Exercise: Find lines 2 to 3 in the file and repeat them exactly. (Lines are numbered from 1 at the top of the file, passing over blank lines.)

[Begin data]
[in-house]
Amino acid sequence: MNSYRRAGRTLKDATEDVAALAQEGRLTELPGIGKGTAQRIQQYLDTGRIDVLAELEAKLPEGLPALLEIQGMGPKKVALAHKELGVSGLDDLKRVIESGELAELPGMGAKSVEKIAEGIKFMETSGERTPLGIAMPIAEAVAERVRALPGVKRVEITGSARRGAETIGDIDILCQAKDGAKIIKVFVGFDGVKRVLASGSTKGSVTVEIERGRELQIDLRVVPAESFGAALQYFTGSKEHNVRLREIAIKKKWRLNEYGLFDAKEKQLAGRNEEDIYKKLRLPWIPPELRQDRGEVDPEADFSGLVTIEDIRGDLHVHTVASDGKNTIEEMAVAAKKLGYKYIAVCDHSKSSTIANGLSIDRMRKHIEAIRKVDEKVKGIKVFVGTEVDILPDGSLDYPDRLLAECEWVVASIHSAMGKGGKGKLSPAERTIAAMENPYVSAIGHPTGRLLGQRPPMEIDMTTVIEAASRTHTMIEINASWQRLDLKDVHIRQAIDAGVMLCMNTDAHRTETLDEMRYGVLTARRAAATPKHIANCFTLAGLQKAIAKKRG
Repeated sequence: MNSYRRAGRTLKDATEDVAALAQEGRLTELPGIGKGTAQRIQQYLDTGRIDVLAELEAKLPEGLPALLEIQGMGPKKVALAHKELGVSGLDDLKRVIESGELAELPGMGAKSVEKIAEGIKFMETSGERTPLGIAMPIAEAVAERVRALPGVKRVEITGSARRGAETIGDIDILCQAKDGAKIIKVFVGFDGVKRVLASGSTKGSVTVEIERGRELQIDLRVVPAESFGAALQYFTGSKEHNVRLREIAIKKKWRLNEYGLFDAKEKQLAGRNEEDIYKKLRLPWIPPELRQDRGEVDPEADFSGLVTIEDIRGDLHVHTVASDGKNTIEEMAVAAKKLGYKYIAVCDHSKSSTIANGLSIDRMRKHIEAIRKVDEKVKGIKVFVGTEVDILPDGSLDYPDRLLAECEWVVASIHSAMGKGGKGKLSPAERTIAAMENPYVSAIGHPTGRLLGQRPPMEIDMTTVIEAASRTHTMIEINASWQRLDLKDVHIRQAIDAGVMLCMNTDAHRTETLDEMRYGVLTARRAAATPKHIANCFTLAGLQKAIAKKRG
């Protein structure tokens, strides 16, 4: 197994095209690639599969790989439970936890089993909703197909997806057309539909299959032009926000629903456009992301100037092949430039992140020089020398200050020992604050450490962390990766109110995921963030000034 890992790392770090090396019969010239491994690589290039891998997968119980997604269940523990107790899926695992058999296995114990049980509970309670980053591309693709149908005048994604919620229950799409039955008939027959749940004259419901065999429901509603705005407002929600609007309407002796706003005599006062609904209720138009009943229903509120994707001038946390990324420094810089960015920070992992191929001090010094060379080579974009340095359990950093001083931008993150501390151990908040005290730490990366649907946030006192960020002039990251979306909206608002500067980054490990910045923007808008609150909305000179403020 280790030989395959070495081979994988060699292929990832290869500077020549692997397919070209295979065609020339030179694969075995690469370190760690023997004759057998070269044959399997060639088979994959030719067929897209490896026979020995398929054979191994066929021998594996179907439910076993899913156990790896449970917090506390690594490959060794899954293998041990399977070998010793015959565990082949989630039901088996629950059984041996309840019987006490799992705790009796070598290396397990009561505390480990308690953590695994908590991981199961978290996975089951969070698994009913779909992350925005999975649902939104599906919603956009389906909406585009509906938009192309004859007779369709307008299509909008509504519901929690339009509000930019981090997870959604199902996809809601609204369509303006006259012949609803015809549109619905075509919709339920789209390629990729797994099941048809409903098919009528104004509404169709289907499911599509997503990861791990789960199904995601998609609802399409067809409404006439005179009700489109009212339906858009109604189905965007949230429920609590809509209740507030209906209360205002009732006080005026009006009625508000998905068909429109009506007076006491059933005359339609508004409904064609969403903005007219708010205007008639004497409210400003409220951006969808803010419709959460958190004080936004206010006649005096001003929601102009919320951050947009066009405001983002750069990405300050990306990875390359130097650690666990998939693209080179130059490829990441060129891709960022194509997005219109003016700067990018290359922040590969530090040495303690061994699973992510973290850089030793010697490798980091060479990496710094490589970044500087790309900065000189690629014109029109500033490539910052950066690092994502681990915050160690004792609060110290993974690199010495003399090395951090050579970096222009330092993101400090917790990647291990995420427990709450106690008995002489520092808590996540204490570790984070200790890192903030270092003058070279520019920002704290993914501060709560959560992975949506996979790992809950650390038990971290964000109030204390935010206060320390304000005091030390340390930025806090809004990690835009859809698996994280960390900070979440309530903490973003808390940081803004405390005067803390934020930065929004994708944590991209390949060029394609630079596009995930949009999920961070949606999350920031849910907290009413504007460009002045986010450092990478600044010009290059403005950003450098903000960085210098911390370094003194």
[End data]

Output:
Amino acid sequence: MNSYRRAGRTLKDATEDVAALAQEGRLTELPGIGKGTAQRIQQYLDTGRIDVLAELEAKLPEGLPALLEIQGMGPKKVALAHKELGVSGLDDLKRVIESGELAELPGMGAKSVEKIAEGIKFMETSGERTPLGIAMPIAEAVAERVRALPGVKRVEITGSARRGAETIGDIDILCQAKDGAKIIKVFVGFDGVKRVLASGSTKGSVTVEIERGRELQIDLRVVPAESFGAALQYFTGSKEHNVRLREIAIKKKWRLNEYGLFDAKEKQLAGRNEEDIYKKLRLPWIPPELRQDRGEVDPEADFSGLVTIEDIRGDLHVHTVASDGKNTIEEMAVAAKKLGYKYIAVCDHSKSSTIANGLSIDRMRKHIEAIRKVDEKVKGIKVFVGTEVDILPDGSLDYPDRLLAECEWVVASIHSAMGKGGKGKLSPAERTIAAMENPYVSAIGHPTGRLLGQRPPMEIDMTTVIEAASRTHTMIEINASWQRLDLKDVHIRQAIDAGVMLCMNTDAHRTETLDEMRYGVLTARRAAATPKHIANCFTLAGLQKAIAKKRG
Repeated sequence: MNSYRRAGRTLKDATEDVAALAQEGRLTELPGIGKGTAQRIQQYLDTGRIDVLAELEAKLPEGLPALLEIQGMGPKKVALAHKELGVSGLDDLKRVIESGELAELPGMGAKSVEKIAEGIKFMETSGERTPLGIAMPIAEAVAERVRALPGVKRVEITGSARRGAETIGDIDILCQAKDGAKIIKVFVGFDGVKRVLASGSTKGSVTVEIERGRELQIDLRVVPAESFGAALQYFTGSKEHNVRLREIAIKKKWRLNEYGLFDAKEKQLAGRNEEDIYKKLRLPWIPPELRQDRGEVDPEADFSGLVTIEDIRGDLHVHTVASDGKNTIEEMAVAAKKLGYKYIAVCDHSKSSTIANGLSIDRMRKHIEAIRKVDEKVKGIKVFVGTEVDILPDGSLDYPDRLLAECEWVVASIHSAMGKGGKGKLSPAERTIAAMENPYVSAIGHPTGRLLGQRPPMEIDMTTVIEAASRTHTMIEINASWQRLDLKDVHIRQAIDAGVMLCMNTDAHRTETLDEMRYGVLTARRAAATPKHIANCFTLAGLQKAIAKKRG